Night came unbidden and unsuspecting to a city built within a mountain. Before they knew it, Sindar and his compatriots found themselves ready to call it a night. The silence in Hammerfast was deafening. It was as if the city was dead once more.
All of the sudden, chaos erupted. Loud, terrible shouts and curses came from without the tavern, and then almost immediately, came sounds of battle. As they hurried to the window, what they saw baffled them. An ethereal dwarven army, poised for war surged forth on the road beside the Pony. Farther on, a ghostly dwarven vanguard clashed violently with a spectral tide of orcs. Vicious snarls resounded through the city, metal rung and clanged, orcs and dwarves alike fought and died their second deaths, as the Siege of the Bloodspear played out again right before their eyes. The battle was brutal, neither side yielded any ground to the other, and for a long while the phantom battle held everyone in a macabre fascination.
Cynthia touched a finger to her lips as she watched the ghosts fight. Indeed, orcs and dwarves fight with nothing but brutality. Their lack of grace and their raw unbridled rage was a little too much for the elf to bear. Just as she was about to return to bed and sulk from the sleepless night, she saw three cloaked figures passing through the specters. She recoiled a little, her hands starting for her bow which was not there. That very afternoon, Ashton was not too pleased when Jett had walked through a ghost intentionally. The acolyte, and a very annoyed ghost, informed Jett that it was rude. She watched in growing alarm as the cloaked figures made their way across the road to the Prancing Pony.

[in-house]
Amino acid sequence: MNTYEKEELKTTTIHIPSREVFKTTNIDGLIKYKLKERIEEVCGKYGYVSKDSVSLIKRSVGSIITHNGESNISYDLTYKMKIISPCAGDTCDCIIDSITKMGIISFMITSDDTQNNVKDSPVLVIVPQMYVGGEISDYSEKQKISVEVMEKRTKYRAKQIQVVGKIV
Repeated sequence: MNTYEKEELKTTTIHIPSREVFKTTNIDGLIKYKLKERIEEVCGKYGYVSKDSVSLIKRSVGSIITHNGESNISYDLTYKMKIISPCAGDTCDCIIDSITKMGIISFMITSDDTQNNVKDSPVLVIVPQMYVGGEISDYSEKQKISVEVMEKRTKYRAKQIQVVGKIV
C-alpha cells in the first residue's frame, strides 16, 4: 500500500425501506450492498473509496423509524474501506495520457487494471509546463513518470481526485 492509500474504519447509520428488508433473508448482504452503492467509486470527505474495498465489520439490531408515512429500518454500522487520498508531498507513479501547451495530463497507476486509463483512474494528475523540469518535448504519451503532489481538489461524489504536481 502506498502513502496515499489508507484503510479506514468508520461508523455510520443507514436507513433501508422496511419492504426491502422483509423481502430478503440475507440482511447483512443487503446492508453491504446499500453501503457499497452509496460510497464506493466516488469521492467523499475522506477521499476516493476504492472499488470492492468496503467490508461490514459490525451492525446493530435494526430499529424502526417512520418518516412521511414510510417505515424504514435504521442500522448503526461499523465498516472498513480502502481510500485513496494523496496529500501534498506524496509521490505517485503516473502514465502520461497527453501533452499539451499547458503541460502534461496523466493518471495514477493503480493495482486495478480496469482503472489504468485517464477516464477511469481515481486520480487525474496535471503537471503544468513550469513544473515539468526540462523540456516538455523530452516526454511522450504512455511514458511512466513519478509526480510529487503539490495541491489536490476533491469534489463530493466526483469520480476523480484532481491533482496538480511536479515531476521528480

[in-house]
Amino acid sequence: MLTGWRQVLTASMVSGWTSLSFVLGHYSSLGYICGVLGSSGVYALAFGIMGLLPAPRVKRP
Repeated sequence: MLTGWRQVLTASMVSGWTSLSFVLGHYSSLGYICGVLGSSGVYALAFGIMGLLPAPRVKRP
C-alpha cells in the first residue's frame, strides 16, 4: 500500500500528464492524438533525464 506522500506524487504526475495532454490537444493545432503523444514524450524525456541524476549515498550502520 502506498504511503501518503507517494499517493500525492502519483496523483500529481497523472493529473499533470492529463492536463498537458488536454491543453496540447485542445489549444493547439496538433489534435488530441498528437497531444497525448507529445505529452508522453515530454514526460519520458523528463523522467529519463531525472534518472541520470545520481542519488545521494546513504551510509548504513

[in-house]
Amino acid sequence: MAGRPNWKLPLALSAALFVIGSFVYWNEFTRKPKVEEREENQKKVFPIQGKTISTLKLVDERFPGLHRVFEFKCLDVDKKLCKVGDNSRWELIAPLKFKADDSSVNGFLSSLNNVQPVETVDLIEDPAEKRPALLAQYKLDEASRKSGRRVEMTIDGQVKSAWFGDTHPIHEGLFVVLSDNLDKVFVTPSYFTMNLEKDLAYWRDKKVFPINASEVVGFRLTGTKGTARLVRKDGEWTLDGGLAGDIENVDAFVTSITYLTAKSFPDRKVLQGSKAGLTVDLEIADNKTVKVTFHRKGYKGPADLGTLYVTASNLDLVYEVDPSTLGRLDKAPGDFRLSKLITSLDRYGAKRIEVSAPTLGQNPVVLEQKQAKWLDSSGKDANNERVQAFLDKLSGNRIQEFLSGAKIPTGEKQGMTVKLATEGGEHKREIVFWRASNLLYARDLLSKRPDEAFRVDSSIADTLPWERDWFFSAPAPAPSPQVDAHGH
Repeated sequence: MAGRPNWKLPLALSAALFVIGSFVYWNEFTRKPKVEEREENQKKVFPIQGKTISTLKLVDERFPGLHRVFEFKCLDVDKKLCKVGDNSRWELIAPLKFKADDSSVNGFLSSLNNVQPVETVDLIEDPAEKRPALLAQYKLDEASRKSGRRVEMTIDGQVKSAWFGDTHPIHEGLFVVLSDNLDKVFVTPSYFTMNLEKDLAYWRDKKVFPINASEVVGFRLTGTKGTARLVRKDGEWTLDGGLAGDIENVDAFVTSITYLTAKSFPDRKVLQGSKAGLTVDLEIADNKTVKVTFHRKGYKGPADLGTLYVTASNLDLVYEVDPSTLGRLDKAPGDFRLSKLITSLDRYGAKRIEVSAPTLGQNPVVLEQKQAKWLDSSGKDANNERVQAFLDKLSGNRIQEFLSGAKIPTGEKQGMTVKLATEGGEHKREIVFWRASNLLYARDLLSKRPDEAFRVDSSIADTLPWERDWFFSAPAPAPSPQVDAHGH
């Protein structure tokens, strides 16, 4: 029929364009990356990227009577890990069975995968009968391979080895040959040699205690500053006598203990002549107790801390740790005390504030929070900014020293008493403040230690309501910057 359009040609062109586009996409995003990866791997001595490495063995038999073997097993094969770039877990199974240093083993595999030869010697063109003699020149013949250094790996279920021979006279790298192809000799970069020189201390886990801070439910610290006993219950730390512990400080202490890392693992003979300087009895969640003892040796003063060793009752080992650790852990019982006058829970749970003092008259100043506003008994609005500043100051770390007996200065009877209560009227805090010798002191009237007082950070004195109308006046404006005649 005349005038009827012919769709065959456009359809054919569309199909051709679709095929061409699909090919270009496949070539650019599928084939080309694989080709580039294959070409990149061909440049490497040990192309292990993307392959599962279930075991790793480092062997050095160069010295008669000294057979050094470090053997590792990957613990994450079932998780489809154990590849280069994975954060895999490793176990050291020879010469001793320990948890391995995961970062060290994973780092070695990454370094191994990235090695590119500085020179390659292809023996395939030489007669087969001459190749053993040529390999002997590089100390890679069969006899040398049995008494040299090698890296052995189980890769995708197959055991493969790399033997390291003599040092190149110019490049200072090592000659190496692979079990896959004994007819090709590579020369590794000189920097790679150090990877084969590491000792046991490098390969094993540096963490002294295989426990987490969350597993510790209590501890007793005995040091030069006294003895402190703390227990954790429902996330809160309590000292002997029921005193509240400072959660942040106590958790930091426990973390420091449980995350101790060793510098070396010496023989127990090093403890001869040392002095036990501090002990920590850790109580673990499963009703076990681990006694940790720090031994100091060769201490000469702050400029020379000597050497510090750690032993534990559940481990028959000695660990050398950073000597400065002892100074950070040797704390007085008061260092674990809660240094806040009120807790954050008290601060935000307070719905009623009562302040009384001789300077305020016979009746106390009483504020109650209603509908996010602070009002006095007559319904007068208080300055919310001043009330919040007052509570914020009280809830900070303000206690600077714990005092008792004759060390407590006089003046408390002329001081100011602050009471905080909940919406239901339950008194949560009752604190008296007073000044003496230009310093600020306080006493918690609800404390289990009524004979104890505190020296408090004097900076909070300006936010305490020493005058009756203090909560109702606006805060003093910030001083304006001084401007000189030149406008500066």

Then, beside her, the eladrin disappeared.
The weakest link
“Are we under attack?” The dwarven acolyte breathed out in fear. Quickly, Ashton scrambled over to Kalad’s pack and pulled out a brown leather package. “We’ve… “
“Quiet,” hissed Jett, the ancient dwavern sword out of its scabbard with a soft ring. Despite its age, the edge was sharp and keen, and as expected of dwarven manufacture, the blade was well balanced and strong.
“I believe we will have need to ask of your package now,” Sidnar said, his face grim.
“Now is not the time,” Jett spat back. He frowned for a second before quickly stepping back. A trio of stilettos shot through the door, stabbing the planks where Jett was. “Damn assassins.” Almost immediately, three figures crowded in and through the door. Jett stood back, sword ready.